Using bulk bags in your company’s day-to-day processes can simplify the way you handle large quantities of either waste or product. Whether you need them to withstand shipping or storage, these bags are made to take on tough jobs with ease. And one of their best attributes is that they’ll serve your needs for longer than a single use. However, not every company that uses bulk bags knows that they are recyclable.
This guide will take you through everything you need to know about reusing and recycling your bulk bags.
What Are Bulk Bags?
Bulk bags have several other names, including super sacks, big bags, totes and flexible intermediate bulk containers (FIBCs). They are made of flexible material, typically strands of polypropylene (PP) woven into a fabric. Because they’re made of a durable PP mesh, these bags are versatile and hold up for long periods of use. They’re perfect for storing and transporting large quantities of goods.
Depending on the dimensions, intended handling methods, discharging, filling and barrier elements of each type of FIBC, they can easily hold from 1,000 to 4,000 pounds of material. In some cases, the bags are customizable and fitted to customer needs. The totes will withstand wear from mechanical handling by way of cranes, forklift trucks and hoists without requiring any secondary packaging or protection.
Shape differentiates the four basic FIBC designs:
- U-Panel: In this style, a single panel forms two of the opposing sides and the bottom of the bag, effectively giving the tote a U-shaped structure and strength.
- Four-Panel: The body of a four-panel bag is shaped like it sounds. It consists of four pieces of fabric, sewn together to create an almost rectangular bag.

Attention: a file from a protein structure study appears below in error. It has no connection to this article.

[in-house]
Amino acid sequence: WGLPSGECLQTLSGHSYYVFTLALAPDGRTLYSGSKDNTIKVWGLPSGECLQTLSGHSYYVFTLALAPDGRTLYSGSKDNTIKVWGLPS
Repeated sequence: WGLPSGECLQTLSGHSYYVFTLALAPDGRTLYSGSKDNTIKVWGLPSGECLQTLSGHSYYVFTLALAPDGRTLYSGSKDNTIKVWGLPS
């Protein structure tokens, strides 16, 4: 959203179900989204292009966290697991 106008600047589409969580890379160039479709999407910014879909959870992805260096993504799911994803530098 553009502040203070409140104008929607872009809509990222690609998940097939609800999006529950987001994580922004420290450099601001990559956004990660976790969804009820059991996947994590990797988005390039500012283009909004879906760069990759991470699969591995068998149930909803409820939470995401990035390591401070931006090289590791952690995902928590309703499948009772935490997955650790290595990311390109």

- Circular: Also known as a tubular bag, the circular design has no vertical seams, unlike the panel types. Instead, weaving machines create the fabric on a circular loom. Then, the material is measured and cut to the proper heights for different bag capacities.
- Baffle: While not referencing the overall shape of the tote itself, baffle bags are discernible by the pieces of fabric located in the corners of some tubular and four-panel bags. The sewn-in additions help to create squareness, improve the general appearance and increase the stability of the tote. They encourage better efficiency in shipping and storage spaces.
Depending on your intended uses for the bags, you can choose the shape that best fits your needs. Regardless of your choice, each design serves as a cost-effective and environmentally friendly alternative to other bulk storage and shipping containers. You’ll gain many advantages from using and reusing them in your business.
The Benefits of Bulk Bags
Whether you’re considering several container options for your company or need a better alternative to your current methods, bulk bags are a great option. Super sacks can provide you with many benefits other storage solutions can’t deliver. On top of that, they’re relatively cost-effective, so you won’t need to worry about breaking the bank. Some of the benefits of FIBCs include:
- Bulk storage: With bulk bags, you can store large quantities of materials at once. Some of the bags can hold up to 4,000 pounds or more, making it easy to consolidate your stock into only a few containers. Using a lift truck or similar piece of machinery, you can easily fill, move and place bulk amounts of material.